The Gemini, the last great
rain of stars of the year can be seen at night on Thursday and Friday the following week from the northern and southern hemispheres but will have to move away from cities to avoid light pollution.
Together with the Perseids, the Geminides are the largest shower of the stars. This astronomical phenomenon arises when small dust particles that come from comets or asteroid fragments,
are confronted with the atmosphere of our planet, reports the Iberoamerican Agency for the Dissemination of Science (DiCYT).
The point of the sky, where the meteors look "born" – their radiants – is the constellation of the Gemini (Gemini) located near Orion.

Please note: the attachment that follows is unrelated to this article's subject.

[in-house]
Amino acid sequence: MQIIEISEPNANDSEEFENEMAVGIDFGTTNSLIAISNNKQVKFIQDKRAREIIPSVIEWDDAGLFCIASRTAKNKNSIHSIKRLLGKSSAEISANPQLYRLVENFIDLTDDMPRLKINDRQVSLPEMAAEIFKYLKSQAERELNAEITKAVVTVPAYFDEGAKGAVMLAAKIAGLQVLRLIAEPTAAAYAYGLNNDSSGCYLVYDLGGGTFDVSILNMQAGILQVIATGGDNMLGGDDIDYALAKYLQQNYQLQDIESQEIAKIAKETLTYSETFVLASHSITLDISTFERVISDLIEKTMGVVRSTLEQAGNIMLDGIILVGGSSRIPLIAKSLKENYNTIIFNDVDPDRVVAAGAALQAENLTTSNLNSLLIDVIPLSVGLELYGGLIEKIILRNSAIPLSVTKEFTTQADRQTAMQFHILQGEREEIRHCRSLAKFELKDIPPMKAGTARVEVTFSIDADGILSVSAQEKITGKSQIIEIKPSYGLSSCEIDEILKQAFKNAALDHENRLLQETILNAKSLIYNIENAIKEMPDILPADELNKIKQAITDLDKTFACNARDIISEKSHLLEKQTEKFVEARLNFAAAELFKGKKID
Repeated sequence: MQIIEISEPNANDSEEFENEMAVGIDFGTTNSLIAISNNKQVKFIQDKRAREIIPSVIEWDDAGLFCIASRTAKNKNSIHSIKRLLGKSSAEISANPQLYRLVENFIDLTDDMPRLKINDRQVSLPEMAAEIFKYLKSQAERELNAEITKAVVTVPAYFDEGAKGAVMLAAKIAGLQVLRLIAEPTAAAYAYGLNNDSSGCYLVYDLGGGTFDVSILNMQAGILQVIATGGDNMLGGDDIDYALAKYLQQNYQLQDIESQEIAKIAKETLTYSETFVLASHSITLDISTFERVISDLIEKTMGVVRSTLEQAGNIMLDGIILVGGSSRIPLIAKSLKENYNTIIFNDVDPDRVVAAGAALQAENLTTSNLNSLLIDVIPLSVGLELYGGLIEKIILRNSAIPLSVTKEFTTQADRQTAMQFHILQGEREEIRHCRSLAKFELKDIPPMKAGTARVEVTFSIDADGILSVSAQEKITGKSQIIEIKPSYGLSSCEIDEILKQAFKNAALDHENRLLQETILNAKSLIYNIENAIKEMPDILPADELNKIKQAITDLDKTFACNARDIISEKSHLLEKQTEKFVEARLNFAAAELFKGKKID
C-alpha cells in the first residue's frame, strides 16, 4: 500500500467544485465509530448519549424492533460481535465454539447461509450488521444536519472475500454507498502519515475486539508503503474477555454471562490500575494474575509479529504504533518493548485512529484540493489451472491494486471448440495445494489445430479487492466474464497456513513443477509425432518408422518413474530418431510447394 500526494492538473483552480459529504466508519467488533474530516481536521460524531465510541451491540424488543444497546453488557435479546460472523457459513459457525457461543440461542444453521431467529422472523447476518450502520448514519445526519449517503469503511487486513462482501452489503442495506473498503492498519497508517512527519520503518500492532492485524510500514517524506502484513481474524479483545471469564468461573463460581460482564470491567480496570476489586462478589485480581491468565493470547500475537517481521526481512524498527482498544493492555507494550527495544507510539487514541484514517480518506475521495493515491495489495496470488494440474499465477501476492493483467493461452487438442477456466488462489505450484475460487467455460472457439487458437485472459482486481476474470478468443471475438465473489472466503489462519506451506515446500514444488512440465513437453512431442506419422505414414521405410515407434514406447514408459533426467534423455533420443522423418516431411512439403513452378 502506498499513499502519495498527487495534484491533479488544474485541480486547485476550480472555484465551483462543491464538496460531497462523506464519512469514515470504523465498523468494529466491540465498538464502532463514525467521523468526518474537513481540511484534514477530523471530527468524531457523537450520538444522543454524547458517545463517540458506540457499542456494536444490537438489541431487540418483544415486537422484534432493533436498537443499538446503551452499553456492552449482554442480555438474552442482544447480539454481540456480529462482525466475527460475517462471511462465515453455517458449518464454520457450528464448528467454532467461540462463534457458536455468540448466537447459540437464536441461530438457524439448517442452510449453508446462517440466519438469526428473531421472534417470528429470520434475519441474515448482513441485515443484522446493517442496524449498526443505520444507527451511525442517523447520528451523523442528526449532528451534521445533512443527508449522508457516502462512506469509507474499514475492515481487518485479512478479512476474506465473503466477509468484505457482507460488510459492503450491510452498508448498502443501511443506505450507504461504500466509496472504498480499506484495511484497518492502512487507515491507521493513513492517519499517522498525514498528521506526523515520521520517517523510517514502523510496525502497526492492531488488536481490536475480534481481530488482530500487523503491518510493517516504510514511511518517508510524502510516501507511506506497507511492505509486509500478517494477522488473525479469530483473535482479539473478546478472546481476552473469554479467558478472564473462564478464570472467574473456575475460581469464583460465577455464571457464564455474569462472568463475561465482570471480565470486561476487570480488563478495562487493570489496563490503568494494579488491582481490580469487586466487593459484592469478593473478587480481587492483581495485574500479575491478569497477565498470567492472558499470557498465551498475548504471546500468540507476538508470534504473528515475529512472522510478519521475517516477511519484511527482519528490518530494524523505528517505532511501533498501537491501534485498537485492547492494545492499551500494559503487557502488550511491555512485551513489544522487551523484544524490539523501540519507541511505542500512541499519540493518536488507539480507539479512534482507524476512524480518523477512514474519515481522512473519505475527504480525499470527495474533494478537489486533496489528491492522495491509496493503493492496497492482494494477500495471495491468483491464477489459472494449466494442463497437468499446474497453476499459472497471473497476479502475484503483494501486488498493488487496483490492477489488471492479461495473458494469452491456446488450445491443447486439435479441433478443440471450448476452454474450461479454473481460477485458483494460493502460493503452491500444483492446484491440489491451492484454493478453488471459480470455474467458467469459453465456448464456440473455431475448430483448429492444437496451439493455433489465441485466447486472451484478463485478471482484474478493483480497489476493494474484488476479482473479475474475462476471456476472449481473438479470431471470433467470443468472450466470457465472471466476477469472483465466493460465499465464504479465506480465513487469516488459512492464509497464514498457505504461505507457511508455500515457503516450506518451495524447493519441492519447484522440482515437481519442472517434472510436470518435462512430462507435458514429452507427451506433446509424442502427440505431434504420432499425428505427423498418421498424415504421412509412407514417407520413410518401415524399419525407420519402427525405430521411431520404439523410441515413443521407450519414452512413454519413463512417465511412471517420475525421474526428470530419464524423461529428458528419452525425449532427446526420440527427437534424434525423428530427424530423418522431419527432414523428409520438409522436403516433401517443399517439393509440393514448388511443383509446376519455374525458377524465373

Meteors can be seen from a dark place with a clear horizon. "It is good to lie down, look at the sky and keep it for a few minutes to appreciate some gossip, the most important thing is to have some patience," the DiCYT agency suggests.
Although the activity in the Northern Hemisphere will be greater, as the radiant energy will be higher on the horizon, a large number of meteors will be seen from the southern sky.
Comets are usually precursors to the rains of the stars, but in the case of the geinids this is not the case. It is believed that they come from a small asteroid (3200) Fhaeton, which since its discovery in 1983, remains a mystery for astronomers.
The best moments to see the geinids will coincide with the 13th and 14th Friday evenings, but they began to be observed on the 4th of this month and will continue until the 17th.